On this final Sunday of the Church's Year, we celebrate with great joy the Feast of Christ the King. And as always, we look to the future; the ultimate future when Jesus will return in glory for the final judgment. On this feast we celebrate God’s Kingdom – God’s Rule.
Pope Pius XI established this Feast in 1925 at a time when fascism was on the rise and the world was about to experience Hitler and Mussolini. How different Christ’s rule is from the ruthless governance of these men. Although these tyrants were not Kings, they reigned in ruthlessness and cruelty. And, even in death, still have the power to make the world shudder in fear. Will it happen again – to us, we hear ourselves asking?
Listen to what Jesus said regarding his Kingdom::
“My kingdom is not from this world. If my kingdom were from this world, my followers would be fighting to keep me from being handed over…but as it is, my kingdom is not from here.” Then Pilate asked him, “So you are a king?” Jesus answered, “You say that I am a king. For this I was born, and for this I came into the world, to testify to the truth.” And the truth that Jesus came to testify to was God’s love, God’s mercy, God’s forgiveness, and God’s call to repentance.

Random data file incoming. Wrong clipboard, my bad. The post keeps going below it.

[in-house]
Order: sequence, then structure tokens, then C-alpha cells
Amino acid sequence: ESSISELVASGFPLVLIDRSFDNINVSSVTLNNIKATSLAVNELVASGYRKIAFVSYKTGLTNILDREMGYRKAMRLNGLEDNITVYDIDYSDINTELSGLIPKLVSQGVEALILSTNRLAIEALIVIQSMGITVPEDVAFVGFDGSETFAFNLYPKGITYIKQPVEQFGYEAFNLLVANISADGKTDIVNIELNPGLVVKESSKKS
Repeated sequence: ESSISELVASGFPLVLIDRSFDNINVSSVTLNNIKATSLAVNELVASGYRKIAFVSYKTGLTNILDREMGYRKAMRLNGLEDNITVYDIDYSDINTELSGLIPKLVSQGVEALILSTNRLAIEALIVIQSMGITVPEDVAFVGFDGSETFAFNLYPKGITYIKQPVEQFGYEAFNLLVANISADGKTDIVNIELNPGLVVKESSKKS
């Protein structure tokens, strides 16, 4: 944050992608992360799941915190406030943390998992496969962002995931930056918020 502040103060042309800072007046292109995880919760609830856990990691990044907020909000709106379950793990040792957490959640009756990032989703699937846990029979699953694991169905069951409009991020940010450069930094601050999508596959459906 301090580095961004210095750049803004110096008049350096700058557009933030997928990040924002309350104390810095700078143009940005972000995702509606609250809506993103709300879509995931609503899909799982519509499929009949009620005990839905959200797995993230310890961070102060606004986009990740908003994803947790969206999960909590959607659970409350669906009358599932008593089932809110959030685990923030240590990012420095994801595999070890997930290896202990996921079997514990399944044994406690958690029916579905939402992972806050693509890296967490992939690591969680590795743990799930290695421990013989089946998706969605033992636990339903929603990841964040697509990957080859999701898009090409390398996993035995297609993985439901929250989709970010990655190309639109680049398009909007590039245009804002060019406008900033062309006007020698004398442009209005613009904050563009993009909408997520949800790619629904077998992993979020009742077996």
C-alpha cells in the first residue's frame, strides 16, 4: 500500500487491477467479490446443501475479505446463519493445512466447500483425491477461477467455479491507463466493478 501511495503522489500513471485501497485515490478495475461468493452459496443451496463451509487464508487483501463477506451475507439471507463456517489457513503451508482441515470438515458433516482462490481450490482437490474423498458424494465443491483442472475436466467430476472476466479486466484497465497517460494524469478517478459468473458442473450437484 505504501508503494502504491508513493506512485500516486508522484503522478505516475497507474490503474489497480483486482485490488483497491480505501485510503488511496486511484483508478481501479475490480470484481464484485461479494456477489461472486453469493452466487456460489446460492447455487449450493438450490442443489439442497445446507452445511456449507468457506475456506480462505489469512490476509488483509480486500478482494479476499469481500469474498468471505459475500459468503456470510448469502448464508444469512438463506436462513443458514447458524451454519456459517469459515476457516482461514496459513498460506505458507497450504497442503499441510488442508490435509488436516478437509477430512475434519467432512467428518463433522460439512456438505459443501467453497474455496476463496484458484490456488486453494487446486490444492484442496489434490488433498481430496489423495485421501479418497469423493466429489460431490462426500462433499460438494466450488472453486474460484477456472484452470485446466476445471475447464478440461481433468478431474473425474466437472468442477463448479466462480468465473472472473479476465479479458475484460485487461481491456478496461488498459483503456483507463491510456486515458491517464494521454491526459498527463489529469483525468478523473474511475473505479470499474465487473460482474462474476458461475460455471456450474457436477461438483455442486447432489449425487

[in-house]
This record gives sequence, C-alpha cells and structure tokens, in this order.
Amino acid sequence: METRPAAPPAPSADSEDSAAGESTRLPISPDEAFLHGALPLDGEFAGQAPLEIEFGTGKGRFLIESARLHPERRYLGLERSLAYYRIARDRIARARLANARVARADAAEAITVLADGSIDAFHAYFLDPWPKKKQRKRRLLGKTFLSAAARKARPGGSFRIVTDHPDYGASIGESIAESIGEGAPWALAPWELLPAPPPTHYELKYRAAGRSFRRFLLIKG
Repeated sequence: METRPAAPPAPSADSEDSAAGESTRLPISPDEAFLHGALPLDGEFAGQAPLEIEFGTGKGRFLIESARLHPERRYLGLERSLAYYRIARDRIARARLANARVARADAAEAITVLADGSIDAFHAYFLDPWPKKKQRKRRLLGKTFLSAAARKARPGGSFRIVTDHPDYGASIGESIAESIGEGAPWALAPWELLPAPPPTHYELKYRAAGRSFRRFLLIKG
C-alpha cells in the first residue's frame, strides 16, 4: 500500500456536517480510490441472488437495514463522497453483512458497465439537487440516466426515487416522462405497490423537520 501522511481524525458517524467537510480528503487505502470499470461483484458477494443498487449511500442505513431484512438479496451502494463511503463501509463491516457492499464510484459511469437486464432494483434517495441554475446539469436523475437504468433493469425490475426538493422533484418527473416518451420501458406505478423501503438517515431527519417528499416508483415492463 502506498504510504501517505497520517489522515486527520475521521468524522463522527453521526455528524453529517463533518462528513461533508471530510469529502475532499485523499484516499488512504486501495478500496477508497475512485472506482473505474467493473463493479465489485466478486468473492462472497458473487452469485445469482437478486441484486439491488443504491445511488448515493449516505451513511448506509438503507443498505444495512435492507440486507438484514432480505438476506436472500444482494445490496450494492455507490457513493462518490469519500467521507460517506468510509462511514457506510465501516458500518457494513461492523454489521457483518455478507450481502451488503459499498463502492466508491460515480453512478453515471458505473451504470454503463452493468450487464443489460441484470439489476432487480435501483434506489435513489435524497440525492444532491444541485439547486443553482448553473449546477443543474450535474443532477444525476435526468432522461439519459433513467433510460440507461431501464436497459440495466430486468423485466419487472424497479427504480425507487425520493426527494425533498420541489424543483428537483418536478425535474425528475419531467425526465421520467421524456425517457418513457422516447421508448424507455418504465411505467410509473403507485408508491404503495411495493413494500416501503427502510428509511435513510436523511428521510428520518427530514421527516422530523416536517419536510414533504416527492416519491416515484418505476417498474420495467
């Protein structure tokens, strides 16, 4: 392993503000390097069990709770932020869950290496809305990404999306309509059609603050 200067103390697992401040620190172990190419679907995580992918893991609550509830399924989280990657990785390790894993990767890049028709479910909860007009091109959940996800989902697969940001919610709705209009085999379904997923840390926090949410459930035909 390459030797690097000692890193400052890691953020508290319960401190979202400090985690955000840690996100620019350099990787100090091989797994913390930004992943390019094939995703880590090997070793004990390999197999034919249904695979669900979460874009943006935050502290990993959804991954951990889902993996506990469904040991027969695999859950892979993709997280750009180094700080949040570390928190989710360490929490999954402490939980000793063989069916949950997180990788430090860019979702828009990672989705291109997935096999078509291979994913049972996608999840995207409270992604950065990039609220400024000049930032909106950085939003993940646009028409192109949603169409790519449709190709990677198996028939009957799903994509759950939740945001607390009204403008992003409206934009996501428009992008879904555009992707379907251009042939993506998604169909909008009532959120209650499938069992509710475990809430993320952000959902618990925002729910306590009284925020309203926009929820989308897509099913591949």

Jesus’ Kingdom is not about ruthless power, or royal attendants, or all those things we think of when thinking of kings. Lumen Gentium describes Christ’s Kingship in these few words, “to reign is to serve.” Matthew's Gospel sums it up best, when it says: “The Son of Man came not to be served but to serve, to give his life as a ransom for the many."
So what kind of king do we have anyway? The one who thinks of the other first even as He draws his final breaths. The one who dies for the other. The one to whom the criminal on the right asks, “Jesus remember me.”
That same king hears us today as we plead with Him. When we are facing a long illness. When someone close to us dies. When cancer returns after being in remission for years. When we regret the way we have lived our life and don’t know where to turn for forgiveness. “Jesus remember me.” He who mercifully extended forgiveness in the last moments of his life . . . remembers us.
This is our king and we are his subjects. So how will we serve him? I am the hungry person in the street weary and underfed; I am the waiting and the anxious friend; I am the resident in the nursing home, wheelchair-bound and alone; I am the confused and abused freshman; I am the teenager whose parents just divorced; I am the convicted man isolated in a prison cell. I am the least significant human person in need. These are the faces we are to serve . . .